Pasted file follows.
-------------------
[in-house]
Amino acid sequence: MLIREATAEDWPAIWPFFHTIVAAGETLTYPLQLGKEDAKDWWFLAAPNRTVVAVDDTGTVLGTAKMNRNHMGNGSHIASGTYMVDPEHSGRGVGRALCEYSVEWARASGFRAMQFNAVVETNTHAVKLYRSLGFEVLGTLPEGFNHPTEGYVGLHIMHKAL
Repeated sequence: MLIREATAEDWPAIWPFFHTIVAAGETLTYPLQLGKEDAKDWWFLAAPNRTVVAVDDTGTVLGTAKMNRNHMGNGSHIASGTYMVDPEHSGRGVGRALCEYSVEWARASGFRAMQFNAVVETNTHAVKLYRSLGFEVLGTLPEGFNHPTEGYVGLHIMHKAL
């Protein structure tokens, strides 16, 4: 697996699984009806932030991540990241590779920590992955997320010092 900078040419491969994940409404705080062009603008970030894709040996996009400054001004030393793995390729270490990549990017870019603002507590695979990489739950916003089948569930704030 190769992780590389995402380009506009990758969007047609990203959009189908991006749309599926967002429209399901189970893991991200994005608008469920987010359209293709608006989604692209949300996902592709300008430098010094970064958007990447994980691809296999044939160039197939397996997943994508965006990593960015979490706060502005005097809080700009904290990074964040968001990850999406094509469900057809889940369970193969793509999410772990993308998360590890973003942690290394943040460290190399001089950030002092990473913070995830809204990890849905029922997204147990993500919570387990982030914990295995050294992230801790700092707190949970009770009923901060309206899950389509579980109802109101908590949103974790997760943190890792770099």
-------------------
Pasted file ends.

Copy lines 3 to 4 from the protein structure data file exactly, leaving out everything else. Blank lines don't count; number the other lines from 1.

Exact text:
Repeated sequence: MLIREATAEDWPAIWPFFHTIVAAGETLTYPLQLGKEDAKDWWFLAAPNRTVVAVDDTGTVLGTAKMNRNHMGNGSHIASGTYMVDPEHSGRGVGRALCEYSVEWARASGFRAMQFNAVVETNTHAVKLYRSLGFEVLGTLPEGFNHPTEGYVGLHIMHKAL
């Protein structure tokens, strides 16, 4: 697996699984009806932030991540990241590779920590992955997320010092 900078040419491969994940409404705080062009603008970030894709040996996009400054001004030393793995390729270490990549990017870019603002507590695979990489739950916003089948569930704030 190769992780590389995402380009506009990758969007047609990203959009189908991006749309599926967002429209399901189970893991991200994005608008469920987010359209293709608006989604692209949300996902592709300008430098010094970064958007990447994980691809296999044939160039197939397996997943994508965006990593960015979490706060502005005097809080700009904290990074964040968001990850999406094509469900057809889940369970193969793509999410772990993308998360590890973003942690290394943040460290190399001089950030002092990473913070995830809204990890849905029922997204147990993500919570387990982030914990295995050294992230801790700092707190949970009770009923901060309206899950389509579980109802109101908590949103974790997760943190890792770099």